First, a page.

During yesterday’s church services The Rev. Deborah Meister asked the parishioners at St. Alban’s to close their eyes and imagine what they’d do if they knew time was short. By the end of the exercise we were asked, “So what’s stopping you?” “Lot’s of things,” I thought to myself.
Later in the day I remembered being in my mid to late twenties and facing a hard decision. I had learned to weld and fabricate steel working for an architectural iron company in Cincinnati and at the time was a foreman at a blacksmith’s shop in Louisville. I wanted to open my own business but was very soon to become a father and was worried about what failing might mean. So I called my Dad.
I told my father about the decision I was trying to make and he told me to sit tight – that he was on his way. The next day he pulled up in our driveway in a Honda Del Sol, having driven 10 hours from South Carolina to New Albany, Indiana.
At dinner that night my father asked me a few questions about my dilemma. I explained my anxieties and with an acknowledging nod he asked if he could share a story. He told me about a time when while working for Proctor and Gamble he was asked by a small restaurant chain to design a laundry system so that they could wash employee uniforms at franchise locations rather than using private contractors. After researching the issues my father designed a laundry system utilizing American made washers and dryers, even suggesting that polyester uniforms presented the best option for efficient washing and quick “wrinkle free” drying time.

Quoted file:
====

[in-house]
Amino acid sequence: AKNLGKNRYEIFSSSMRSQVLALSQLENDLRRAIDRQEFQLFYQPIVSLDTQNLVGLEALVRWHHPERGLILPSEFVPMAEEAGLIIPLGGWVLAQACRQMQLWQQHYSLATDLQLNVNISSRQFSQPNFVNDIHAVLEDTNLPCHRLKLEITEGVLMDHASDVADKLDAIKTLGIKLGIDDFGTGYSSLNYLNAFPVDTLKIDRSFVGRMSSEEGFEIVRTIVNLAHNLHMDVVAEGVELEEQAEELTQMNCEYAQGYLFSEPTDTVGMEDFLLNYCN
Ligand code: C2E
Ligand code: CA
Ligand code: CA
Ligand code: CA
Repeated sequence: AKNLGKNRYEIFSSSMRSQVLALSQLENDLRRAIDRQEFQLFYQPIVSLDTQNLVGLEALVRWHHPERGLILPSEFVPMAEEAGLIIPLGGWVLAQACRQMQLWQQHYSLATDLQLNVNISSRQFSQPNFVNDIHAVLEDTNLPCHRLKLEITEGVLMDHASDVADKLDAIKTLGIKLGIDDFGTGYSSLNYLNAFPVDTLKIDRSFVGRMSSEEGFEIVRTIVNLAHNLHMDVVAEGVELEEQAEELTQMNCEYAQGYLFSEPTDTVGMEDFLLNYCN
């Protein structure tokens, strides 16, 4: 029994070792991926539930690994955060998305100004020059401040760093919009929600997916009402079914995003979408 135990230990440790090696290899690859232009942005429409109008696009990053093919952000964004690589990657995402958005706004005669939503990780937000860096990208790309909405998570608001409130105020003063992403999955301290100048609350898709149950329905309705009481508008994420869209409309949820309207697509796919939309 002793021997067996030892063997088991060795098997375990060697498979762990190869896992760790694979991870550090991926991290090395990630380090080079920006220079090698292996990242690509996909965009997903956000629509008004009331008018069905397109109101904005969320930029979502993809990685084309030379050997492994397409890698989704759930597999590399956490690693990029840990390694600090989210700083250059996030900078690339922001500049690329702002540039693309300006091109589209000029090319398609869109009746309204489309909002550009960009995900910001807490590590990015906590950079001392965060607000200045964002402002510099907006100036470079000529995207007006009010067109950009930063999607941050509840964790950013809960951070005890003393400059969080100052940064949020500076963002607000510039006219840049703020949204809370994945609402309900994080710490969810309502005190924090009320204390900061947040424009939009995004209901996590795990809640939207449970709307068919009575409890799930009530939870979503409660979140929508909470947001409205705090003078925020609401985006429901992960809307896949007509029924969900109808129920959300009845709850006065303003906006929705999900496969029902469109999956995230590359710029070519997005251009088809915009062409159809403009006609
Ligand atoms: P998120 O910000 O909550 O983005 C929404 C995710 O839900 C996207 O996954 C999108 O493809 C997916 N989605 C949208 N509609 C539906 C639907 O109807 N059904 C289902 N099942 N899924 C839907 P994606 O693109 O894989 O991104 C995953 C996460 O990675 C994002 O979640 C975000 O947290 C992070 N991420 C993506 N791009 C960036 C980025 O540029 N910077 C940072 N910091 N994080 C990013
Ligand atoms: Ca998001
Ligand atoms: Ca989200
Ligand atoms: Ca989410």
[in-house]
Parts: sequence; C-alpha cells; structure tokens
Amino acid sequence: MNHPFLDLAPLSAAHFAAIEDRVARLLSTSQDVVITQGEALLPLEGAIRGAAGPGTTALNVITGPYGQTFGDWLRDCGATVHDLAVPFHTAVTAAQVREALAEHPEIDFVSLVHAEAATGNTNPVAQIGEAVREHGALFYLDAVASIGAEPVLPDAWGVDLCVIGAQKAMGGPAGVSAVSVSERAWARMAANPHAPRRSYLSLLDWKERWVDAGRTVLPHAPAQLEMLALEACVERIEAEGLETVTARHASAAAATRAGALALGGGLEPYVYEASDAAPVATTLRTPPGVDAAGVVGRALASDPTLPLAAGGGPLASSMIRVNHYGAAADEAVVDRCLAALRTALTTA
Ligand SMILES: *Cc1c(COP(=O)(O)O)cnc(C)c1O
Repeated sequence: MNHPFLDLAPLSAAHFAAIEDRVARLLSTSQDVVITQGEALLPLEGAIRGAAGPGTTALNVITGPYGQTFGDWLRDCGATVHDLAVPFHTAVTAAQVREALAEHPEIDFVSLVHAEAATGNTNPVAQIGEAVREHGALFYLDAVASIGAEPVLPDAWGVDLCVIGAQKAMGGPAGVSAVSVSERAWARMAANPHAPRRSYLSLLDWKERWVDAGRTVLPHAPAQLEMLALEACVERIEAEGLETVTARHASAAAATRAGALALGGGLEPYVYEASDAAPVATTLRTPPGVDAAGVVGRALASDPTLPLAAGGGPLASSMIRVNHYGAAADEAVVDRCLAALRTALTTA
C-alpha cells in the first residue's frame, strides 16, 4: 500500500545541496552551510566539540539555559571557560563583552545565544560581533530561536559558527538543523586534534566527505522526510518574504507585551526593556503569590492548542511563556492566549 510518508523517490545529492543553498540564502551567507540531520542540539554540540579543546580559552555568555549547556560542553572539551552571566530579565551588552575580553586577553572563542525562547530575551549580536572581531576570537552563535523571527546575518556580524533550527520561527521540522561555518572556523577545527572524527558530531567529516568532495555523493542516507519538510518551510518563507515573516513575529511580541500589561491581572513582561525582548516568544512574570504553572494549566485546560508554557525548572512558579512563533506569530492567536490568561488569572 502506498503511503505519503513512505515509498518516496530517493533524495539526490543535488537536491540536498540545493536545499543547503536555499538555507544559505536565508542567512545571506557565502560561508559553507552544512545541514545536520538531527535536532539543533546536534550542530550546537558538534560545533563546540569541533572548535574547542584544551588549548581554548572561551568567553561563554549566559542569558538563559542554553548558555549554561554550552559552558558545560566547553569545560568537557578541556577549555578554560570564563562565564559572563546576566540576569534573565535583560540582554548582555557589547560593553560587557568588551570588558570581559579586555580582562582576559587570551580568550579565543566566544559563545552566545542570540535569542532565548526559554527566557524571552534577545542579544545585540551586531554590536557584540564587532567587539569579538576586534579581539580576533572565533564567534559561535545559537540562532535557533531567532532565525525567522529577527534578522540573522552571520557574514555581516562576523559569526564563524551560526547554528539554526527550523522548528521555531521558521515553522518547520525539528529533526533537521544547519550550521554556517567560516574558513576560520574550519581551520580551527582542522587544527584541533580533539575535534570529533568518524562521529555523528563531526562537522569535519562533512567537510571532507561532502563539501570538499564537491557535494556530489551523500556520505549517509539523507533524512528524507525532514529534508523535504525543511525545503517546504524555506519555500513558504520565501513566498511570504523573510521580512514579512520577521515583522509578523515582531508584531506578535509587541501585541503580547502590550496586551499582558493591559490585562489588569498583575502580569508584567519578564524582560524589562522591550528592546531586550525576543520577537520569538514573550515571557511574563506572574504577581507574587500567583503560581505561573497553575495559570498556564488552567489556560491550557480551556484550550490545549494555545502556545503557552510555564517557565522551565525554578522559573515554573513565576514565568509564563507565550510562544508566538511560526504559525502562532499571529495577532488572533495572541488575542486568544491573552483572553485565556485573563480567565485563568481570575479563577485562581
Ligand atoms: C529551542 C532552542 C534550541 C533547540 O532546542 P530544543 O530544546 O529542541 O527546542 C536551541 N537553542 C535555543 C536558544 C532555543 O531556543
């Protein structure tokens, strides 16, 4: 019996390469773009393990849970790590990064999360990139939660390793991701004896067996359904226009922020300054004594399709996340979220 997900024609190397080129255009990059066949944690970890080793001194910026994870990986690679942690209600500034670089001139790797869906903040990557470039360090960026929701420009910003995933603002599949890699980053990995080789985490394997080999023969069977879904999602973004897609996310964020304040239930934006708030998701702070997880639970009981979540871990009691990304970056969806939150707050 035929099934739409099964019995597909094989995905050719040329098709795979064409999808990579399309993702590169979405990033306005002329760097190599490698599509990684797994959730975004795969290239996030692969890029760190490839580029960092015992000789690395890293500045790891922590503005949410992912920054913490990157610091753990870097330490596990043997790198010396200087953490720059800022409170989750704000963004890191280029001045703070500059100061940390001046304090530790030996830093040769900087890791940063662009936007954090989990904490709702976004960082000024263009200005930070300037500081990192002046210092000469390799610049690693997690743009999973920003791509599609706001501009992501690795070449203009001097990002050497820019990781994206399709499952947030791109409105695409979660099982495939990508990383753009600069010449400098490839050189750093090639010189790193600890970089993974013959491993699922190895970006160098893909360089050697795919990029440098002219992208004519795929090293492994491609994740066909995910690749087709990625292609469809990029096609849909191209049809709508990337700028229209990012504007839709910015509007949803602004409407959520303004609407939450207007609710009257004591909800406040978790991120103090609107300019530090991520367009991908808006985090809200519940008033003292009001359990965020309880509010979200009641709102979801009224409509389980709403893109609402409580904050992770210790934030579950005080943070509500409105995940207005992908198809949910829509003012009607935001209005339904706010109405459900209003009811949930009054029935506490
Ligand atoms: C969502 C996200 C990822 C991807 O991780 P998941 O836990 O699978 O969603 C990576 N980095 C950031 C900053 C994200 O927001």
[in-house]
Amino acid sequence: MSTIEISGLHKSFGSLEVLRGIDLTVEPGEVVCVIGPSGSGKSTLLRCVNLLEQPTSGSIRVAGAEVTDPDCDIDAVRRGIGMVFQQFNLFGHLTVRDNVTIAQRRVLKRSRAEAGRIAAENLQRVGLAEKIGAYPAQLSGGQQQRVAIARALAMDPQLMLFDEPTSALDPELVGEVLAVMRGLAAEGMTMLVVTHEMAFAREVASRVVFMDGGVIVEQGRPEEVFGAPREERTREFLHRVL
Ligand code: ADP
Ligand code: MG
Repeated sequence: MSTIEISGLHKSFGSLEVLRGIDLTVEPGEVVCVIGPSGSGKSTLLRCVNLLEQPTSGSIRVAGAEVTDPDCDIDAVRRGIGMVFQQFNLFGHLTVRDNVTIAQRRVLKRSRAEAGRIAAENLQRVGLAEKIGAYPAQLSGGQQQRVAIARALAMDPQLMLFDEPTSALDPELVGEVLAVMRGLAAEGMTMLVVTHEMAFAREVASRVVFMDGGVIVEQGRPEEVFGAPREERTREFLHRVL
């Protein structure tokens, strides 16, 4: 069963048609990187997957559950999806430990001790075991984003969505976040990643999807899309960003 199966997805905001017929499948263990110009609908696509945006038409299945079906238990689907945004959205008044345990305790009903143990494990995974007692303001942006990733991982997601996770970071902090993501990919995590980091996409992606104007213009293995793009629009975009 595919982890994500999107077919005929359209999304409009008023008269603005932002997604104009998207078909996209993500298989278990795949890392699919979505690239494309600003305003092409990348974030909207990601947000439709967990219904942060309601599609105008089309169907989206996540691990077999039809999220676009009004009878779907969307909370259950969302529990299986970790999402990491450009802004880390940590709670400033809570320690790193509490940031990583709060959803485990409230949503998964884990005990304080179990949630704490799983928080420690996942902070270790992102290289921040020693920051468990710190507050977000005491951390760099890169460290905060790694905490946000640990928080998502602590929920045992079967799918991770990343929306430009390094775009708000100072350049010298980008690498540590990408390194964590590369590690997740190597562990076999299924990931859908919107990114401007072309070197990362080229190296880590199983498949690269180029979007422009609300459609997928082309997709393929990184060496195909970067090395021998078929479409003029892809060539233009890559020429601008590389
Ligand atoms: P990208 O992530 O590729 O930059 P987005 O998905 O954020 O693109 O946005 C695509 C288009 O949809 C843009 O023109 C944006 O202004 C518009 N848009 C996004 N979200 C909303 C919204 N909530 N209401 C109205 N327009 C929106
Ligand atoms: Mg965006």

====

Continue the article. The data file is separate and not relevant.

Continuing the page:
Eventually my Dad was informed that although the company had decided to utilize off-site laundry facilities he, in lieu of his proposal, was being offered a partnership in the company. The cost of the partnership was, strangely enough, the exact amount of savings that my Dad had at the time – the endeavor would cost him everything he had and there were kids at home and more on the way. Worried about what failure might mean, Dad said, he declined the offer. Then, in a pause and gaze typical of my father, a man who said more with his eyes than his words, John C. Quigley looked at me and said, “The name of that company is McDonald’s.”
The moral of this story, as they say, came in what my Dad said next. “Jimmy, I have never lived my life as a ‘What if?” man…” The beauty of my father’s wisdom was that he was not telling me what to do but rather teaching me about regret – about the perils of asking oneself, “What if?’ It’s the best advice I have ever gotten. Poet Mary Oliver, I think, would agree:
I don’t know exactly what a prayer is.
I do know how to pay attention, how to fall down
into the grass, how to kneel down in the grass,
how to be idle and blessed, how to stroll through the fields,
which is what I have been doing all day.
Tell me, what else should I have done?
Doesn’t everything die at last, and too soon?
Tell me, what is it you plan to do
with your one wild and precious life?
In memory of a life without regret: